Federal Agencies Issue Interim Final Rules for the Patient's Bill of Rights

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The U.S. Departments of Treasury, Labor, and Health and Human Services have issued interim final rules for group health plans and health insurance coverage on certain patient protections under the Patient Protection and Affordable Care Act. These rules, commonly referred to as the Patient's Bill of Rights, provide important guidance for employers and insurers as they work to ensure that their health plans and benefits are compliant for upcoming plan years.

Lifetime and Annual Limits

Under the Act, both self-insured and fully-insured health plans are prohibited from: (1) imposing lifetime limits on “essential health benefits” for plan years beginning on or after September 23, 2010, (2) imposing annual limits on essential health benefits, other than “restricted annual limits,” for plan years beginning prior to January 1, 2014, and (3) imposing any annual limits on essential health benefits for plan years beginning on or after January 1, 2014. The rules clarify that lifetime and annual limits may still be imposed on specific covered benefits which are not essential health benefits (to the extent otherwise permitted by Federal and State law). Also, a group health plan or a health insurer offering group health insurance coverage may continue to exclude all coverage for a specific condition (so long as such exclusion complies with other requirements of Federal or State law) without violating the Act, but if any benefits are provided for a condition, the rules governing lifetime and annual limits apply. Importantly, the term "essential health benefits" has yet to be further defined. Until it is, employers will have to reasonably rely on the description of benefits provided in Section 1302 of the Act.....

Prohibition of Preexisting Condition Exclusions

Under the Act, a group health plan or health insurer offering group health insurance coverage may not impose any preexisting condition exclusions on any participant for plan years beginning on or after January 1, 2014 and, for children under the age of 19, for plan years beginning on or after September 23, 2010. The rules define a “preexisting condition exclusion” as a limitation or exclusion of benefits based on the fact that the condition was present before the effective date of coverage, whether or not any medical advice, diagnosis, care or treatment was received before that date.....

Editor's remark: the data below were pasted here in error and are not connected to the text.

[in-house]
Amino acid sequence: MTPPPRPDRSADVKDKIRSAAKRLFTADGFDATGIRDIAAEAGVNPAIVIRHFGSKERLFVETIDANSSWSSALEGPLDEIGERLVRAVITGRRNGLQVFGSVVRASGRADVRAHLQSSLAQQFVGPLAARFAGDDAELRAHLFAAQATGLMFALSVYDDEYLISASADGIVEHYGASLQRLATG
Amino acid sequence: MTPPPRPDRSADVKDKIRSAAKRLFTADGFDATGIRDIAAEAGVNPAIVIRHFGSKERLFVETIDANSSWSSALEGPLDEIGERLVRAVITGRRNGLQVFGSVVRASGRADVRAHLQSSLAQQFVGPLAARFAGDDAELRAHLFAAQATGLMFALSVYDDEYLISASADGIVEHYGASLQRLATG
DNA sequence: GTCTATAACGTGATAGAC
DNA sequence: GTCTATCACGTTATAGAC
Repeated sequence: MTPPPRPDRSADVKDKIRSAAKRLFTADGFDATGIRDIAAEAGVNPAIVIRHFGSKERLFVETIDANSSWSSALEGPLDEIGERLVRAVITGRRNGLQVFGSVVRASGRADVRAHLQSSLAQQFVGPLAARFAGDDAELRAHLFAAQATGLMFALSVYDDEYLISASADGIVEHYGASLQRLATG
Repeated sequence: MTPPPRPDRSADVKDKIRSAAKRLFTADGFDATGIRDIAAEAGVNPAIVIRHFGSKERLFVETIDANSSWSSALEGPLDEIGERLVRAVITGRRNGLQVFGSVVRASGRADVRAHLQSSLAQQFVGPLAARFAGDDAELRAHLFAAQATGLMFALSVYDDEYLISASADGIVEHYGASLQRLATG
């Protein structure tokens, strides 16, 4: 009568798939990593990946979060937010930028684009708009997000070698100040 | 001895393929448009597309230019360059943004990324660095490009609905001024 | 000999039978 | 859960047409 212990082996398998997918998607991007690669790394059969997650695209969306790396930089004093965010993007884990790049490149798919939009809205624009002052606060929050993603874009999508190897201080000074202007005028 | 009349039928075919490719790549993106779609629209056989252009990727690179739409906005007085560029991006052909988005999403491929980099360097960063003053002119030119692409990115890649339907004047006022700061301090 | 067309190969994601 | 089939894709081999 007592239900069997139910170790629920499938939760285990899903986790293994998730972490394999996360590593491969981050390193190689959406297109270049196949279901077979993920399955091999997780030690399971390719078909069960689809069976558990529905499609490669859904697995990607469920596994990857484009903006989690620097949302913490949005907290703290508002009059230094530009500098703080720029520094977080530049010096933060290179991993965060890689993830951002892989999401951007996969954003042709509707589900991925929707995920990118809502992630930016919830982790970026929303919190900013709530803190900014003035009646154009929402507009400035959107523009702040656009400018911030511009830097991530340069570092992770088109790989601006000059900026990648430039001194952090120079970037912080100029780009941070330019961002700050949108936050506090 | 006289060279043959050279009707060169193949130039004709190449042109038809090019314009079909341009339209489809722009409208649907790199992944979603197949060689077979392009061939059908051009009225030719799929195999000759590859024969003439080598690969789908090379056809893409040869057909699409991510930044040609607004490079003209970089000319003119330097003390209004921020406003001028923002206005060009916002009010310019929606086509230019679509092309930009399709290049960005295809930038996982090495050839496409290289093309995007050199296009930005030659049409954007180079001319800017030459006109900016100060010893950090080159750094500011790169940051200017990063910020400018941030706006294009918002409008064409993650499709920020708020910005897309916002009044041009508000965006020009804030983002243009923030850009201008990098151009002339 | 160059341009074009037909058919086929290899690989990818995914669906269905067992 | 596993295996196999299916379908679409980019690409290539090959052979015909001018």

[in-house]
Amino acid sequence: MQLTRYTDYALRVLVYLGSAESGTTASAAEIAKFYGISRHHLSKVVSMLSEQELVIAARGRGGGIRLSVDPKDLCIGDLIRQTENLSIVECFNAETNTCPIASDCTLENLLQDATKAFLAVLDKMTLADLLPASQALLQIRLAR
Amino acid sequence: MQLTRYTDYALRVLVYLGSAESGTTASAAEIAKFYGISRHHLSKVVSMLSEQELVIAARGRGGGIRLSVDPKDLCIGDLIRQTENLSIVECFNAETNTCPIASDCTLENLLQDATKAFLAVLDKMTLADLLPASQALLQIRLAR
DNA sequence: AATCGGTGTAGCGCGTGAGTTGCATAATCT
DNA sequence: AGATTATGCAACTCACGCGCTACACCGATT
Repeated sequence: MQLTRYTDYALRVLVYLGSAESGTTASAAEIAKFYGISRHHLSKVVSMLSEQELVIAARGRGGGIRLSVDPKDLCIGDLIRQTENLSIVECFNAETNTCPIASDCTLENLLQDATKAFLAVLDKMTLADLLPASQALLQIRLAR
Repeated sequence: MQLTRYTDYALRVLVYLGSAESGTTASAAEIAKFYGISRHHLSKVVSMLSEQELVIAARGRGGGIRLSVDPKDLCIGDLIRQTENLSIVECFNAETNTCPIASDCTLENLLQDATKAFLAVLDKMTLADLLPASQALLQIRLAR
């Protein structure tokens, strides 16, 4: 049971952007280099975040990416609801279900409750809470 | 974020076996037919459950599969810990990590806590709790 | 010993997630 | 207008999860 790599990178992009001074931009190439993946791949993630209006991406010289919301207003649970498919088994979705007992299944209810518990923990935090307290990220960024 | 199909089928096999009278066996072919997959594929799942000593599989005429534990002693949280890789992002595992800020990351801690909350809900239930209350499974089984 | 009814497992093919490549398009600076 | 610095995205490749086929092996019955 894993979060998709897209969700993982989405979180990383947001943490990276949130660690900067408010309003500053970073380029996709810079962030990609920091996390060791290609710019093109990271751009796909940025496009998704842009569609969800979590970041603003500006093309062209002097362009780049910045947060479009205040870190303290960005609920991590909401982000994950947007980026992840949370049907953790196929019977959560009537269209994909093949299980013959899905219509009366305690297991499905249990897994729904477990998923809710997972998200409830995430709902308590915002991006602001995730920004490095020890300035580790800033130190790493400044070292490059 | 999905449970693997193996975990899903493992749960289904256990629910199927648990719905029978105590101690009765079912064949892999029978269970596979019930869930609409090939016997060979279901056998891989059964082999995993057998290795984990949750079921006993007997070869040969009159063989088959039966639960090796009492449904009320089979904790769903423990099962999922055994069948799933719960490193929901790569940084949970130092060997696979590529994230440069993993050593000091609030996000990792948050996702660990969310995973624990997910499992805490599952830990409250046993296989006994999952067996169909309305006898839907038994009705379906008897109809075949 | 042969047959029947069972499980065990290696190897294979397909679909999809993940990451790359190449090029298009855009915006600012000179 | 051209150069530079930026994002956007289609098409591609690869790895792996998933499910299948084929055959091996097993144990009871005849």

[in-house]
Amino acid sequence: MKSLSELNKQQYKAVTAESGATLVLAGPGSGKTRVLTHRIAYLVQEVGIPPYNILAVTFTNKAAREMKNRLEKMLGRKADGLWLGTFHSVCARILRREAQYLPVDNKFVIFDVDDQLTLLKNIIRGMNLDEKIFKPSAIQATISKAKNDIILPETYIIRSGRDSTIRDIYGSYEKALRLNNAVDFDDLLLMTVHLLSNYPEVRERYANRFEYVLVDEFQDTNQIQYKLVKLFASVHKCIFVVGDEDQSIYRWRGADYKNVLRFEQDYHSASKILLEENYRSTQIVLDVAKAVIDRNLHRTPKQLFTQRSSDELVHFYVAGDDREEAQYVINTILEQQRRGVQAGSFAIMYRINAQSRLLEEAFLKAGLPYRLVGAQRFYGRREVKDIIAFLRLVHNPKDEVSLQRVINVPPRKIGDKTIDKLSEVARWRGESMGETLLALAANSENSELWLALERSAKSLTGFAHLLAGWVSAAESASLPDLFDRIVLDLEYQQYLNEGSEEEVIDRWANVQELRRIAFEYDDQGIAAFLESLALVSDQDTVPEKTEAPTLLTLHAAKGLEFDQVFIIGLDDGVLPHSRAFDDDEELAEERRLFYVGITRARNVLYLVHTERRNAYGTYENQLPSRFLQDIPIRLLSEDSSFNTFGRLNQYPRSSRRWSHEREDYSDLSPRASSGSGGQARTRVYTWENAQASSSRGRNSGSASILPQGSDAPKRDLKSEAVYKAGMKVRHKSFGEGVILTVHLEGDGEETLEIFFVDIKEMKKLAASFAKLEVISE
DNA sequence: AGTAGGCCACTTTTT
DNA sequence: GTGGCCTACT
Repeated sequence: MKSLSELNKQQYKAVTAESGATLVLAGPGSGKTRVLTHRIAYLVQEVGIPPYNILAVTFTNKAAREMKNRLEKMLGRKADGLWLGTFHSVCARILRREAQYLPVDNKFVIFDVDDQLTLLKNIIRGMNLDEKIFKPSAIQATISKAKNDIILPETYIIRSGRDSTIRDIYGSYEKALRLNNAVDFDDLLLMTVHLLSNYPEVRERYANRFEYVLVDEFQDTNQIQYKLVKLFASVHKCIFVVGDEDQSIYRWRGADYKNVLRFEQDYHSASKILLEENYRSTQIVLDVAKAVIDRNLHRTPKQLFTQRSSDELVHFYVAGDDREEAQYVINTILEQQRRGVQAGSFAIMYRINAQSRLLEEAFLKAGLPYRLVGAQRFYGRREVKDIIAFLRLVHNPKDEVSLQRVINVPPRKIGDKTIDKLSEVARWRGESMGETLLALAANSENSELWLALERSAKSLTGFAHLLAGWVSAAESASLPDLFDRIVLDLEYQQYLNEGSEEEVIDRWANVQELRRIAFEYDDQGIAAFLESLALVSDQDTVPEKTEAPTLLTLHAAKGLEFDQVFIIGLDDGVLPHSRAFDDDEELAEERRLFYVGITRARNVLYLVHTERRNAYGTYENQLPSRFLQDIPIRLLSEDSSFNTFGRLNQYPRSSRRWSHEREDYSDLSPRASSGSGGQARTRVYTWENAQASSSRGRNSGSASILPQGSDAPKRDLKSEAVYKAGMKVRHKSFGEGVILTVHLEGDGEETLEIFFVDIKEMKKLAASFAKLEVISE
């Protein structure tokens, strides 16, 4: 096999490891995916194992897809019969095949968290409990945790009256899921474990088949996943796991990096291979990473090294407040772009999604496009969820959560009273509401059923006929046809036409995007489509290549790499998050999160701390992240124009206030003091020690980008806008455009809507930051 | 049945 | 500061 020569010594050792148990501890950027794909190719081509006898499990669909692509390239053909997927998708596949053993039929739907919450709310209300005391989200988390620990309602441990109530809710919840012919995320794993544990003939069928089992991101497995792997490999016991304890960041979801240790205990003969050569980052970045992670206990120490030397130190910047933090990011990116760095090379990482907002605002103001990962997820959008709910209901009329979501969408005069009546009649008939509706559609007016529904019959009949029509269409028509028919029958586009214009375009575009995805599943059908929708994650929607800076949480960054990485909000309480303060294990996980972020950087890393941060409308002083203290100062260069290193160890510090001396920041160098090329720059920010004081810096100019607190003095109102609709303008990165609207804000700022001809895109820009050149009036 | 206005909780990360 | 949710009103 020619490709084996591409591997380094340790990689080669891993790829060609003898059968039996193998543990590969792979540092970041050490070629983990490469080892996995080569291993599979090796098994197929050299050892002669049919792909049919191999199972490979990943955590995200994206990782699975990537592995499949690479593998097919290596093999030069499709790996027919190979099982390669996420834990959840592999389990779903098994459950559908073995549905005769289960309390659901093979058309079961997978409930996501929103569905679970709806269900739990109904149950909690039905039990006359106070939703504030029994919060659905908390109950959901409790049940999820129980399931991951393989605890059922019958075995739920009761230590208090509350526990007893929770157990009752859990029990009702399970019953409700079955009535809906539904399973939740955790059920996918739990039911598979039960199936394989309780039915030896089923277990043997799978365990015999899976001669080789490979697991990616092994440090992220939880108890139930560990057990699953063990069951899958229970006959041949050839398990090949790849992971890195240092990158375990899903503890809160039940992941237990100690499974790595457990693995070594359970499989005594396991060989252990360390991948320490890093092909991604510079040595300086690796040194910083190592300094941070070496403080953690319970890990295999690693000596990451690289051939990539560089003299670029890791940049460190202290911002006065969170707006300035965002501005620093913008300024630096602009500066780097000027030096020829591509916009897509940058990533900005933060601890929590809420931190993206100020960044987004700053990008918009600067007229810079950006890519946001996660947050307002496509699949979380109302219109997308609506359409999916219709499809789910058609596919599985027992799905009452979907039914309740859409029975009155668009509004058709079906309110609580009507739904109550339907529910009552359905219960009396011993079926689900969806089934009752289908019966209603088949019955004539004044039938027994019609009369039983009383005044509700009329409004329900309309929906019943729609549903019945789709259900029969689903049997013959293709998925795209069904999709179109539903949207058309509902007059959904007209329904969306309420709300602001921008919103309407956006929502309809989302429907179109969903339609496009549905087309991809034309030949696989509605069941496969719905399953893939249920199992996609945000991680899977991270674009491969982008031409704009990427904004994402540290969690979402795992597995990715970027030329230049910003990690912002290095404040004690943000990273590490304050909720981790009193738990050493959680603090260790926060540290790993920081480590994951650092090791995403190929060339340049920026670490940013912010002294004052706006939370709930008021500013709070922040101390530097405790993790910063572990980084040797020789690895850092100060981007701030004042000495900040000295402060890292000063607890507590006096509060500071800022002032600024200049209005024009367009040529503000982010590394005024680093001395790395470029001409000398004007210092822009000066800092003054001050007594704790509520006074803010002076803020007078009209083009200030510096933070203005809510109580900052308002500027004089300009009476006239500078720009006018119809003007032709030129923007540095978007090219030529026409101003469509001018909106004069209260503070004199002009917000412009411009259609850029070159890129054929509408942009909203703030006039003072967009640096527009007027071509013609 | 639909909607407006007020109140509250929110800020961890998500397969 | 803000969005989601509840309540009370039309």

Patient Protections

The Act loosens any restrictions imposed on the choice of certain health care providers and on access to emergency services. The rules state that a plan or issuer that requires or provides for participant designation of a primary care physician must permit each participant to select any available participating primary care provider who is part of the plan’s network. Similarly, a plan or issuer that requires or provides for designation of a primary care physician for a child must permit the participant to designate any available pediatrician who practices in the plan network. Finally, a female participant who seeks coverage for obstetrical or gynecological care may not be required by the plan or issuer to obtain authorization or a referral for care provided by a participating health care professional who specializes in obstetrics and gynecology.....

Rescission

The Act provides that a group health plan or insurer may not rescind coverage under a health plan for plan years beginning on or after September 23, 2010, unless the rescission is due to an individual's act that constitutes fraud or an intentional misrepresentation of a material fact. The rules clarify that a rescission is any cancellation or discontinuance of coverage with a retroactive effect, however, coverage may be withdrawn retroactively to the extent that it is attributable to the participant’s failure to pay premiums or contribution amounts in a timely manner. Under the rules, rescissions are only permitted to the extent that the individual's actions leading to the rescission are prohibited by the terms of the plan. The rules also expressly allow any cancellation of coverage which has only a prospective effect. Notice must be given in writing at least 30 days in advance of any rescission of coverage. Although the rules do not define fraud or intentional misrepresentation of material facts, examples illustrate that an inadvertent omission of information on a medical history questionnaire or a mistake made by the plan or insurer do not meet the criteria for rescinding coverage.....

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DISCLAIMER: Because of the generality of this update, the information provided herein may not be applicable in all situations and should not be acted upon without specific legal advice based on particular situations.

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